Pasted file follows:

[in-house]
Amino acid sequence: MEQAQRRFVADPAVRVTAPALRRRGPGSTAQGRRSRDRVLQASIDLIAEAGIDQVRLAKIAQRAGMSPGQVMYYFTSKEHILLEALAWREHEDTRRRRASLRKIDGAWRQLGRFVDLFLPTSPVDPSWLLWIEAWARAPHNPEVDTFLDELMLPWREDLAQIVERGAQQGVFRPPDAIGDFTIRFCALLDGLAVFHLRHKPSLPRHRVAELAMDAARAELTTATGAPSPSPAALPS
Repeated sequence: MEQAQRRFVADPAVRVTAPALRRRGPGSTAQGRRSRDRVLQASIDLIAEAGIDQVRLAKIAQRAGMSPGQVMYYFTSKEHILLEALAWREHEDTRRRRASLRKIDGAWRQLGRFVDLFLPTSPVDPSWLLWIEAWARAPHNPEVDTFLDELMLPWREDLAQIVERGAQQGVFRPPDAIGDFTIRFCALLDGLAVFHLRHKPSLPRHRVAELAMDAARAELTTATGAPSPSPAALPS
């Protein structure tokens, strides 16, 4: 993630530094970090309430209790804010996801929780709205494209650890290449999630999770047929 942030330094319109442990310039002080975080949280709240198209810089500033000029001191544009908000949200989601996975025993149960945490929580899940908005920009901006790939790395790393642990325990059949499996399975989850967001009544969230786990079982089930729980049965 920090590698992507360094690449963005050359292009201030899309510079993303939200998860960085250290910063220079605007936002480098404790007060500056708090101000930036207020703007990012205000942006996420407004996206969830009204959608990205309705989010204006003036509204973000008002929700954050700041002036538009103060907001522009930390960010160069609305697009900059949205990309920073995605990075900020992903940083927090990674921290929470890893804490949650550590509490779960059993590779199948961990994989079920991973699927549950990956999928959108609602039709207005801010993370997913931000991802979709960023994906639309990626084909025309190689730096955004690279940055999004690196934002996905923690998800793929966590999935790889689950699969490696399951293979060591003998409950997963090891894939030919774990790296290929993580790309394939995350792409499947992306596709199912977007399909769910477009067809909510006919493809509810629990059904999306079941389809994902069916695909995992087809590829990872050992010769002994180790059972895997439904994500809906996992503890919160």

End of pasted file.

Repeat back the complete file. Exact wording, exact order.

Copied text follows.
[in-house]
Amino acid sequence: MEQAQRRFVADPAVRVTAPALRRRGPGSTAQGRRSRDRVLQASIDLIAEAGIDQVRLAKIAQRAGMSPGQVMYYFTSKEHILLEALAWREHEDTRRRRASLRKIDGAWRQLGRFVDLFLPTSPVDPSWLLWIEAWARAPHNPEVDTFLDELMLPWREDLAQIVERGAQQGVFRPPDAIGDFTIRFCALLDGLAVFHLRHKPSLPRHRVAELAMDAARAELTTATGAPSPSPAALPS
Repeated sequence: MEQAQRRFVADPAVRVTAPALRRRGPGSTAQGRRSRDRVLQASIDLIAEAGIDQVRLAKIAQRAGMSPGQVMYYFTSKEHILLEALAWREHEDTRRRRASLRKIDGAWRQLGRFVDLFLPTSPVDPSWLLWIEAWARAPHNPEVDTFLDELMLPWREDLAQIVERGAQQGVFRPPDAIGDFTIRFCALLDGLAVFHLRHKPSLPRHRVAELAMDAARAELTTATGAPSPSPAALPS
């Protein structure tokens, strides 16, 4: 993630530094970090309430209790804010996801929780709205494209650890290449999630999770047929 942030330094319109442990310039002080975080949280709240198209810089500033000029001191544009908000949200989601996975025993149960945490929580899940908005920009901006790939790395790393642990325990059949499996399975989850967001009544969230786990079982089930729980049965 920090590698992507360094690449963005050359292009201030899309510079993303939200998860960085250290910063220079605007936002480098404790007060500056708090101000930036207020703007990012205000942006996420407004996206969830009204959608990205309705989010204006003036509204973000008002929700954050700041002036538009103060907001522009930390960010160069609305697009900059949205990309920073995605990075900020992903940083927090990674921290929470890893804490949650550590509490779960059993590779199948961990994989079920991973699927549950990956999928959108609602039709207005801010993370997913931000991802979709960023994906639309990626084909025309190689730096955004690279940055999004690196934002996905923690998800793929966590999935790889689950699969490696399951293979060591003998409950997963090891894939030919774990790296290929993580790309394939995350792409499947992306596709199912977007399909769910477009067809909510006919493809509810629990059904999306079941389809994902069916695909995992087809590829990872050992010769002994180790059972895997439904994500809906996992503890919160």